Home > Economy, Fox Hunting > Fox Hunting: Goldman Traders Guilty of Manipulating Sub-prime Derivatives

Fox Hunting: Goldman Traders Guilty of Manipulating Sub-prime Derivatives

April 14, 2011

This is finally coming to light in a more significant way. I have repeatedly reported on the corruption and manipulation as revealed in the Oscar-winning documentary, Inside Job, plus special reports from Frontline, 60 Minutes, and the New York Times.

Bloomberg reports: Goldman Sachs Group Inc. (GS) mortgage traders tried to manipulate prices of derivatives linked to subprime home loans in May 2007 for their own benefit, according to a U.S. Senate report.

Company documents show traders led by Michael J. Swenson sought to encourage a “short squeeze” by putting artificially low prices on derivatives that would gain in value as mortgage securities fell, according to the report yesterday by the Permanent Subcommittee on Investigations. The idea, abandoned after market conditions worsened, was to drive holders of such credit-default swaps to sell and help Goldman Sachs traders buy at reduced prices, according to the report.

“We began to encourage this squeeze, with plans of getting very short again,” Deeb Salem, a trader in the structured product group, said in a 2007 self-evaluation excerpted in the report. Swenson, Salem’s supervisor, sent e-mails in May 2007 urging traders to offer prices that will “cause maximum pain” and “have people totally demoralized.” In interviews with the committee, Salem and Swenson denied attempting a short squeeze, the report said.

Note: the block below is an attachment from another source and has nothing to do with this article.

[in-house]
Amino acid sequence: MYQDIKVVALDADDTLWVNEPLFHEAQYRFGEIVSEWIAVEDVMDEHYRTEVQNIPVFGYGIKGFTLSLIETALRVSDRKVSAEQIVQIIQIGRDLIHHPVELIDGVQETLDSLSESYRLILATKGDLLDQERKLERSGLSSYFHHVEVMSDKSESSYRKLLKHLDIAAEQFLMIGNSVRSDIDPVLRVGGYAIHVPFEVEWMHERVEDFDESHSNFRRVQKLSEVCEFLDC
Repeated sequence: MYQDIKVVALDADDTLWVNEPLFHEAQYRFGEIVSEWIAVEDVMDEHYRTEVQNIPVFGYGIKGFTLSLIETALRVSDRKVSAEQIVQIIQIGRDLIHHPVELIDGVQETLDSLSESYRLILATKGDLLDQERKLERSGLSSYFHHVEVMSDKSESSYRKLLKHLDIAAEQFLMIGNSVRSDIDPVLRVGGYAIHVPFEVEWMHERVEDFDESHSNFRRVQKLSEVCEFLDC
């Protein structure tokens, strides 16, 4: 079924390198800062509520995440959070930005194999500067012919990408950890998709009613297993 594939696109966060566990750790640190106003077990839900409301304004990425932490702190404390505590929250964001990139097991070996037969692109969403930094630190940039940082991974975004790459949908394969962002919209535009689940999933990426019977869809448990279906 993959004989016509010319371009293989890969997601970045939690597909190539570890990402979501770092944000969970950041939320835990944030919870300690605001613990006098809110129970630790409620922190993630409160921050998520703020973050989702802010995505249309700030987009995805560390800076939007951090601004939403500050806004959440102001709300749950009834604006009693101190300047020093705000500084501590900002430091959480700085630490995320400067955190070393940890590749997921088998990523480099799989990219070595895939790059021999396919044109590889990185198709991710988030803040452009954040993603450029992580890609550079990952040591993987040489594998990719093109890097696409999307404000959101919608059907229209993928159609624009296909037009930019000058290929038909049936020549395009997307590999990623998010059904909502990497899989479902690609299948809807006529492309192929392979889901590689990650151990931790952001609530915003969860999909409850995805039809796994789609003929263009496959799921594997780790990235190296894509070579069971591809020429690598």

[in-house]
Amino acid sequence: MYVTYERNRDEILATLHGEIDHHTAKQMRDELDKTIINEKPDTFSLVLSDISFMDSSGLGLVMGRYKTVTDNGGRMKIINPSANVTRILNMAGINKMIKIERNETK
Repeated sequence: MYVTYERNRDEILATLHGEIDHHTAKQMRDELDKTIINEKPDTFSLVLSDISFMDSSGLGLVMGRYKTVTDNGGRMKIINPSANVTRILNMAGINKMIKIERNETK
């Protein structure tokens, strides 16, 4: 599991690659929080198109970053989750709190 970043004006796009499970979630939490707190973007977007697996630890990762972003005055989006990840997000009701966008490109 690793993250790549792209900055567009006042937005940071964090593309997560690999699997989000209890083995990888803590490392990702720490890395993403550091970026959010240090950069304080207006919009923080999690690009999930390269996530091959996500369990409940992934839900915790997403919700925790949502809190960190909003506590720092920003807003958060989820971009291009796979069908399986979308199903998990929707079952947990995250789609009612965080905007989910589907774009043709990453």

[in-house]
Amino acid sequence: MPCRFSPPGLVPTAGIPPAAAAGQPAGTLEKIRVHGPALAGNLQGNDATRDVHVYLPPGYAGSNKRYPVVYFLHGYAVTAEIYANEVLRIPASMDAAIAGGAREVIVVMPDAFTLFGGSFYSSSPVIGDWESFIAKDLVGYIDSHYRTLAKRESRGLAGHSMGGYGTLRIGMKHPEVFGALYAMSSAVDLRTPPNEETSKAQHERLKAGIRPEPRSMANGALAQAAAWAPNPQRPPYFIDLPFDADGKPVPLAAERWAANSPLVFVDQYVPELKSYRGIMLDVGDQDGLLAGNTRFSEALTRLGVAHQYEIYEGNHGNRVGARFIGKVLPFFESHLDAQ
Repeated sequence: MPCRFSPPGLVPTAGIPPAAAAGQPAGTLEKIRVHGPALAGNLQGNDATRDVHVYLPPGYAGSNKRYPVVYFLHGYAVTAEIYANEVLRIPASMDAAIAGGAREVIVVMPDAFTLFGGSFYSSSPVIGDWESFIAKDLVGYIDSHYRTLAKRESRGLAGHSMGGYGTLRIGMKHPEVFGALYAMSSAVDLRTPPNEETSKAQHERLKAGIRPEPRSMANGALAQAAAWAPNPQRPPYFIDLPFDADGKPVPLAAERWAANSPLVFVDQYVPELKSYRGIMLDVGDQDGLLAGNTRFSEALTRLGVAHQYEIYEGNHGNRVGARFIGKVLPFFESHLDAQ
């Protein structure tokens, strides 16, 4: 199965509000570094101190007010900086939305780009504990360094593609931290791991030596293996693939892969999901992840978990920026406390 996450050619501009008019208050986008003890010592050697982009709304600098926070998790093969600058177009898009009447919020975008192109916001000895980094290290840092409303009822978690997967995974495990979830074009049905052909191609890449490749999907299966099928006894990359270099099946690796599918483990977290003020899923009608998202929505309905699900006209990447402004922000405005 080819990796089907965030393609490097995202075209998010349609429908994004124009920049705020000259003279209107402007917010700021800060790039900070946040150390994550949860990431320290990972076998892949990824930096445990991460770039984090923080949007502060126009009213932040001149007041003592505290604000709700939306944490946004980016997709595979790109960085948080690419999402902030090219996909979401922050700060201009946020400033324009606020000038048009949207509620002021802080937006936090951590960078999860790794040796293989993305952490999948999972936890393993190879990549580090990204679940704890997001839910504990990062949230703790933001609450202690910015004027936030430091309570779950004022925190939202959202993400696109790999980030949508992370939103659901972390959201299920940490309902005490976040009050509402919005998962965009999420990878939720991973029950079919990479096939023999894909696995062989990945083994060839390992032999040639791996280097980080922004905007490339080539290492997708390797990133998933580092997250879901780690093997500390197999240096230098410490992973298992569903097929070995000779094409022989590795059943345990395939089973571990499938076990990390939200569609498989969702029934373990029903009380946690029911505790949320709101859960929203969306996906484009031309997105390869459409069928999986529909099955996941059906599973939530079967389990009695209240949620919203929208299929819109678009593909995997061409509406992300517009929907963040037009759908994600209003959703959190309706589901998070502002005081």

The subcommittee cited the episode as an example of how Goldman Sachs traders placed the firm’s interests ahead of its clients’ as the value of mortgage-linked investments tumbled in 2007. The subcommittee, led by Senator Carl M. Levin, a Michigan Democrat and Tom Coburn, Republican of Oklahoma, has called on regulators to craft strict bans on proprietary trading and conflicts of interest to keep the problems from recurring.

‘Poor Quality Investments’

“Conflicts of interests related to proprietary investments led Goldman to conceal its adverse financial interests from potential investors, sell investors poor quality investments, and place its financial interests before those of its clients,” according to the subcommittee.

Read entire Bloomberg story, click here

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